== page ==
Your own ski chalet — a more affordable dream

1st September 2014, by Dave Watts

The strong pound has made buying in the Alps cheaper

The strong pound has made buying in the Alps cheaper

Buying a place in a ski resort is an ambition for lots of keen skiers and snowboarders. Buying in the Alps is more affordable than a year ago because the £ has risen by around 10% against the euro and a bit less against the Swiss franc. Interest rates in Europe are low as well, so getting a mortgage in euros or francs is affordable too.

Simon Malster, managing director of Investors in Property, has been selling property in the Alps for over 25 years. He says: ‘We’re getting a lot of interest from British buyers at the moment, especially for sale and leaseback properties in the 200,000 to 500,000 euros price range in French resorts.’ With these you buy a new-build property and agree to lease it back to the developer or property management company for at least 11 years in return for rental income of, say, 3.5% to 4%, allowing for using it yourself for a couple of weeks. A big advantage of doing this is that you get back 20% VAT charged on the price of new-build properties.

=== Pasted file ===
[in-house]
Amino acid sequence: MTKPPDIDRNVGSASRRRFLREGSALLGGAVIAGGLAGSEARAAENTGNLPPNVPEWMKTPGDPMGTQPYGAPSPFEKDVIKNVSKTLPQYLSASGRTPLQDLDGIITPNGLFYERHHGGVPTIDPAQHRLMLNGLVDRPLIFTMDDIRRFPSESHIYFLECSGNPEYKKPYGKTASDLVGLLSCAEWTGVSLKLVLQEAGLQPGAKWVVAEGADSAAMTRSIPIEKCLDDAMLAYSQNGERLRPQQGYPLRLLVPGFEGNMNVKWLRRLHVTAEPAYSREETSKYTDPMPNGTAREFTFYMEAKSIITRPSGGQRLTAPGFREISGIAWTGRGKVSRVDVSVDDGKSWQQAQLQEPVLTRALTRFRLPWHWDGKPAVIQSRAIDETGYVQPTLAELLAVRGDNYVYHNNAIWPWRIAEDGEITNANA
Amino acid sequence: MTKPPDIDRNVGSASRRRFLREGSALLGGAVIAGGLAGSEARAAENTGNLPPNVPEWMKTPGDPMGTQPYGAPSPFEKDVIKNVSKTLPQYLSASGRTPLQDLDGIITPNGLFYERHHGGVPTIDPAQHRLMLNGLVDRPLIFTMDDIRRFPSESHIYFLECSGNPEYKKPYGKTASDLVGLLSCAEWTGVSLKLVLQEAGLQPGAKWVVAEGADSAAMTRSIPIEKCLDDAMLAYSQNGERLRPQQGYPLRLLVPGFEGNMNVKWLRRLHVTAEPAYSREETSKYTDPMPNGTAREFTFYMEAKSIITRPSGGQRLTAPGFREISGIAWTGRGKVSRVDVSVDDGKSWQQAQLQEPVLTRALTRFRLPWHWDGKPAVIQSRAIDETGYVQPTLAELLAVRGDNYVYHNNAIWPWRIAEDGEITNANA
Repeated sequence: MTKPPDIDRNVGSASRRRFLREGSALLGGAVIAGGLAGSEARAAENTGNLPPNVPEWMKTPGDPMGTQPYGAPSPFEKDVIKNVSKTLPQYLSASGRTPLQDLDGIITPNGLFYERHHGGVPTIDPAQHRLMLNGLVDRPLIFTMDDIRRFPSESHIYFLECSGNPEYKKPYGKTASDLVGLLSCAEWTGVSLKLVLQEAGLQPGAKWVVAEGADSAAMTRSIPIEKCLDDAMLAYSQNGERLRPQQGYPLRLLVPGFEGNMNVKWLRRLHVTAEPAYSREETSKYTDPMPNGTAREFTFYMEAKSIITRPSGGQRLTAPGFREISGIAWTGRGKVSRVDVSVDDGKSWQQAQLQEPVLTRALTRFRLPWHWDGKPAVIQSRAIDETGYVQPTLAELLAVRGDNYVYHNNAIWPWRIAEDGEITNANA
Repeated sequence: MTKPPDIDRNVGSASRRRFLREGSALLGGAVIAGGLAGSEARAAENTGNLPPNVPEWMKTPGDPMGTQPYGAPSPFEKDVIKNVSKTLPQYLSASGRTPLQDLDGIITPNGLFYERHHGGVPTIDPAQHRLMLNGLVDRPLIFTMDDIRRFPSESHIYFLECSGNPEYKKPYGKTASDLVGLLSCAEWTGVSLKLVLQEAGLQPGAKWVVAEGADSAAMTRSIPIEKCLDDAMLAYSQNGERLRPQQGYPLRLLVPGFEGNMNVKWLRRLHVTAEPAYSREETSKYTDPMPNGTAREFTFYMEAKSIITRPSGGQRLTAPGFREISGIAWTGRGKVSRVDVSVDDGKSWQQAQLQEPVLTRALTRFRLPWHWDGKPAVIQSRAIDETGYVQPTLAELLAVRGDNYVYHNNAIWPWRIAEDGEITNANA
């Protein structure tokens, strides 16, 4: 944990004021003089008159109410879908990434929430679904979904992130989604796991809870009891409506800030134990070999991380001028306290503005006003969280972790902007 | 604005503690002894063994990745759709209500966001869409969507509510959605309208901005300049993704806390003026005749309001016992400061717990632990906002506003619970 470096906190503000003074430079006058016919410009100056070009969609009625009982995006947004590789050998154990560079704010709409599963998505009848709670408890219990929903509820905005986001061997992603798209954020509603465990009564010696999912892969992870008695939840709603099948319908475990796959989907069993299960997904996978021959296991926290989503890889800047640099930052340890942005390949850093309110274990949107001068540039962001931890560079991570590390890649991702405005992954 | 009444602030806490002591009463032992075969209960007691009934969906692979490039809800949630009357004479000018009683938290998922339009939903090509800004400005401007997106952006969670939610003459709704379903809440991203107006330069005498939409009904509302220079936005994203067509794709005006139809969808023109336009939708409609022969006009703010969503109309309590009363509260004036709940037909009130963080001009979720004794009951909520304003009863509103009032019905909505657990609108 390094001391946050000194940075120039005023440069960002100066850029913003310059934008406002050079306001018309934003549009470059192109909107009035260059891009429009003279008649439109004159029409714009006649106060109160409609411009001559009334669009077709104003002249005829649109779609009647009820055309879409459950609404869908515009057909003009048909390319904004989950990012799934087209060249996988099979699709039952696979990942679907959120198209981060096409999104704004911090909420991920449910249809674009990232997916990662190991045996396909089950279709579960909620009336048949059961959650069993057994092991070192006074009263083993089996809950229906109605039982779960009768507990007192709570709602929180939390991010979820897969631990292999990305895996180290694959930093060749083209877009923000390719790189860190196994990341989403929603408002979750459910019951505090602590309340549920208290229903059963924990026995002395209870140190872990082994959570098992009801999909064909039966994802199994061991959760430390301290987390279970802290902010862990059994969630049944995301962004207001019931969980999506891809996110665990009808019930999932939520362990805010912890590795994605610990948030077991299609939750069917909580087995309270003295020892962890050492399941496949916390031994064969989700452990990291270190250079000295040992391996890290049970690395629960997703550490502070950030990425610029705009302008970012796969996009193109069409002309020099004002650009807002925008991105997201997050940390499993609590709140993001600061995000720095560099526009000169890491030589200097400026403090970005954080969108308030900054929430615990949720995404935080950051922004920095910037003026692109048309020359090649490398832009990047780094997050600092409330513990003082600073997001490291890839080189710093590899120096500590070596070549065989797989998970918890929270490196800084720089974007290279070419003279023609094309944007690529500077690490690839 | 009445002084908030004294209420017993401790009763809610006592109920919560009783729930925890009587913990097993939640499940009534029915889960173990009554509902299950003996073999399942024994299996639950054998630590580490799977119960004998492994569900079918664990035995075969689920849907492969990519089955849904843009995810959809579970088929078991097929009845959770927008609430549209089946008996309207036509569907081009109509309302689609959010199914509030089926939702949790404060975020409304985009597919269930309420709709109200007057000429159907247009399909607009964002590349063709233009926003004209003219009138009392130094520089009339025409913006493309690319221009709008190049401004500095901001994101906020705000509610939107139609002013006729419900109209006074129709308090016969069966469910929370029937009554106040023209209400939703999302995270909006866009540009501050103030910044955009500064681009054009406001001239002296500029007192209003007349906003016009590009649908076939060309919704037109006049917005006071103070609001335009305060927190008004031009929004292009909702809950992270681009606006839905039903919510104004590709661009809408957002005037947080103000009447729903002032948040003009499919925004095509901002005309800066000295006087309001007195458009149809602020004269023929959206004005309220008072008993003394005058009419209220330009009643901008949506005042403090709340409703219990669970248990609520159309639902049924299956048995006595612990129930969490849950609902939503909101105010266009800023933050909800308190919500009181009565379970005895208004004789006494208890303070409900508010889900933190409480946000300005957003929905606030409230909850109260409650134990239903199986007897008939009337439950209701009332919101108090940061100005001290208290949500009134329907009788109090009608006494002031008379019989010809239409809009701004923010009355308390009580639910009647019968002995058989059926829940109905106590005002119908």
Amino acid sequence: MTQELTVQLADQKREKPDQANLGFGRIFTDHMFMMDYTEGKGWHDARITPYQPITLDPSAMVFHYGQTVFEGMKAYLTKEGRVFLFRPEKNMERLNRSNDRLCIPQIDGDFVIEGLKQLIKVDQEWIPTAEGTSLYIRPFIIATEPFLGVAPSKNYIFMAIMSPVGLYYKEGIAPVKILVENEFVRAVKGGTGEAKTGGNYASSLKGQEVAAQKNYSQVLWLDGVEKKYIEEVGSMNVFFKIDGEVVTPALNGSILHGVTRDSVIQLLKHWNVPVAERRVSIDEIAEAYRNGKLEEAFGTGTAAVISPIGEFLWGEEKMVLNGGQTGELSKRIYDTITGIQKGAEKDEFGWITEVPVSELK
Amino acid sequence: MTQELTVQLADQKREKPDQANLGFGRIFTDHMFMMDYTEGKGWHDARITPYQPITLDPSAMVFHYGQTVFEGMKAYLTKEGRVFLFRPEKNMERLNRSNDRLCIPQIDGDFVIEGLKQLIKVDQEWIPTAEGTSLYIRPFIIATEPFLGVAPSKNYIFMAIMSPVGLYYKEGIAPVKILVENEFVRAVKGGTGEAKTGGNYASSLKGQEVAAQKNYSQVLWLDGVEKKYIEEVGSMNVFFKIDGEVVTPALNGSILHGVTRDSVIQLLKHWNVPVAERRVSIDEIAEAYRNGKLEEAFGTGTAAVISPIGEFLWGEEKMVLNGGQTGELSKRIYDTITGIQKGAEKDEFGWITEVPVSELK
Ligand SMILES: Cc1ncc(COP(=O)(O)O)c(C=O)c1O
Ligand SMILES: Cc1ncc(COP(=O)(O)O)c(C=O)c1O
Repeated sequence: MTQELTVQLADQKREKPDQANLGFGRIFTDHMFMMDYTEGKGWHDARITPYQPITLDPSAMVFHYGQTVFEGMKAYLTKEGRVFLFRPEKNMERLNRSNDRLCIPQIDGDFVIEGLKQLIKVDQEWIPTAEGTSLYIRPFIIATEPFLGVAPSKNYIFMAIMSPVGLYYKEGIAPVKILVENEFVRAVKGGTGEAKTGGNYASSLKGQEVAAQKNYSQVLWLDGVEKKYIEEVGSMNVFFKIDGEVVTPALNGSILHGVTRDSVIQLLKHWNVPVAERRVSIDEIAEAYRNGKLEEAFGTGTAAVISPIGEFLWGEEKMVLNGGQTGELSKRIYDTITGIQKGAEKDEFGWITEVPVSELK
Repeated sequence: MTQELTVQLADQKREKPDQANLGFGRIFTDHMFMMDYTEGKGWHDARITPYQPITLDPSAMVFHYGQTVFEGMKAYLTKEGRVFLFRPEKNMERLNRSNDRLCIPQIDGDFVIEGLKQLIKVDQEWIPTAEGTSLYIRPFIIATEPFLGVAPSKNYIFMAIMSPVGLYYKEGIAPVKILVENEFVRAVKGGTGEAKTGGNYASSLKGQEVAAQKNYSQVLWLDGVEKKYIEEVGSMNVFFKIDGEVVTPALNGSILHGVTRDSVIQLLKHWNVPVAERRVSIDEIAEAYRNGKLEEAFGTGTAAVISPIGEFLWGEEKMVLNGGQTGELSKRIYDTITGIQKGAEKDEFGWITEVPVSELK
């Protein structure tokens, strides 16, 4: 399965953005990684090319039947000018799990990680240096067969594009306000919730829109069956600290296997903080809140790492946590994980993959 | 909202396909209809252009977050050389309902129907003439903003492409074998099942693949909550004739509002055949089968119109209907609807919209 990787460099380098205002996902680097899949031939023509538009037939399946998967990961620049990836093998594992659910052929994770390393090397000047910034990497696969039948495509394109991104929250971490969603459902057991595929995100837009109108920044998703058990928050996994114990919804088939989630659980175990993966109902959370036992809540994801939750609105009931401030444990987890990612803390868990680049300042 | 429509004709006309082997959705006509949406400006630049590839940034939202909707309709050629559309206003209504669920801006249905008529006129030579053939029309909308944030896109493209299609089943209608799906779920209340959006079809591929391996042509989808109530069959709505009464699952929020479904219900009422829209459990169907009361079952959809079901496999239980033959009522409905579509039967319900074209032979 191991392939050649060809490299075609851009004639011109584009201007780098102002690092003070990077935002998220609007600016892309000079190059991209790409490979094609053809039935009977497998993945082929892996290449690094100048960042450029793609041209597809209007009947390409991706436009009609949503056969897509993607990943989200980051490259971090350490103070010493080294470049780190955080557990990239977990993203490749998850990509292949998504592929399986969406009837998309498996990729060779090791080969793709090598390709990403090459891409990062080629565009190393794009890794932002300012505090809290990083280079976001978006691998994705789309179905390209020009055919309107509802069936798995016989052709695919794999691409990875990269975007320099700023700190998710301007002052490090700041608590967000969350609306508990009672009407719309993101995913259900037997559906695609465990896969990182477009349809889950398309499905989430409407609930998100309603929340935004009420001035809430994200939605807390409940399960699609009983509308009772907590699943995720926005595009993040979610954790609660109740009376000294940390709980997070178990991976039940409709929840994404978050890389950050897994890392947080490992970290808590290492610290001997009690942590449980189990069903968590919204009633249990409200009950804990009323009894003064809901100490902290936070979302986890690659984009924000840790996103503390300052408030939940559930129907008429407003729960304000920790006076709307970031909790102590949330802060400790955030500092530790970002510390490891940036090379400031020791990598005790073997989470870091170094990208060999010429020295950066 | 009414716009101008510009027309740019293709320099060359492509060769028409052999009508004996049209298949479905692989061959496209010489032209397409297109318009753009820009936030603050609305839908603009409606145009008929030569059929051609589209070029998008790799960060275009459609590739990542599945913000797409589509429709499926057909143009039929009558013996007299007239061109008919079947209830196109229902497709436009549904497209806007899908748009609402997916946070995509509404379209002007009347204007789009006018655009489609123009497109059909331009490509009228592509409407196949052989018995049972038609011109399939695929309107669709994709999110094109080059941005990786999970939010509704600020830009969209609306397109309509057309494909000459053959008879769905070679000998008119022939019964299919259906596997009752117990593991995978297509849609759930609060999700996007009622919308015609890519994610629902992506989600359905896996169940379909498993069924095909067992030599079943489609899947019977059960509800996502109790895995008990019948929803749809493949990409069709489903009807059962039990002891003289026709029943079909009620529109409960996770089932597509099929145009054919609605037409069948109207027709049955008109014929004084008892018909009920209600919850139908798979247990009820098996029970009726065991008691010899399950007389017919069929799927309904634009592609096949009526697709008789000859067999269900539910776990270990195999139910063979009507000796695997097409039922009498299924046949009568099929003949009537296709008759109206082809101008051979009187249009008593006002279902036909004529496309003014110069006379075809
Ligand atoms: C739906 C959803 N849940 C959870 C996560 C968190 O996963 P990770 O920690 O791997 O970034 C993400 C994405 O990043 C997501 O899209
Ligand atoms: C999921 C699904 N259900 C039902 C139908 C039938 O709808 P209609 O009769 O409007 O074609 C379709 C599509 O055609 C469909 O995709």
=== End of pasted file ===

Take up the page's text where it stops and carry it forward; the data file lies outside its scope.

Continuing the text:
‘We are seeing more and more buy-to-let investors buying Alpine property to diversify their portfolio. You can get French mortgages at the moment from around 3.2% fixed for 20 years, so it makes a lot of sense. Many investors also like the idea of getting fun out of their investment by using it themselves,’ says Malster. They currently have a ski-in/ski-out development of 124 4-star apartments with communal pool, sauna etc in Les Menuires in the Trois Vallées with a guaranteed rental return of up to 5.2% – prices start at 153,000 euros for a one-bedroom apartment. They also have 5-star apartments for sale right in the middle of Chamonix at the foot of the Aiguille du Midi cable car – two-bedroom apartments here cost from around 500,000 euros.

Malster also has ‘some lovely apartments in the centre of Châtel in the Portes du Soleil. These have one to three bedrooms, panoramic views and are light and airy thanks to large picture windows’ – prices start at around 360,000 euros for two bedrooms.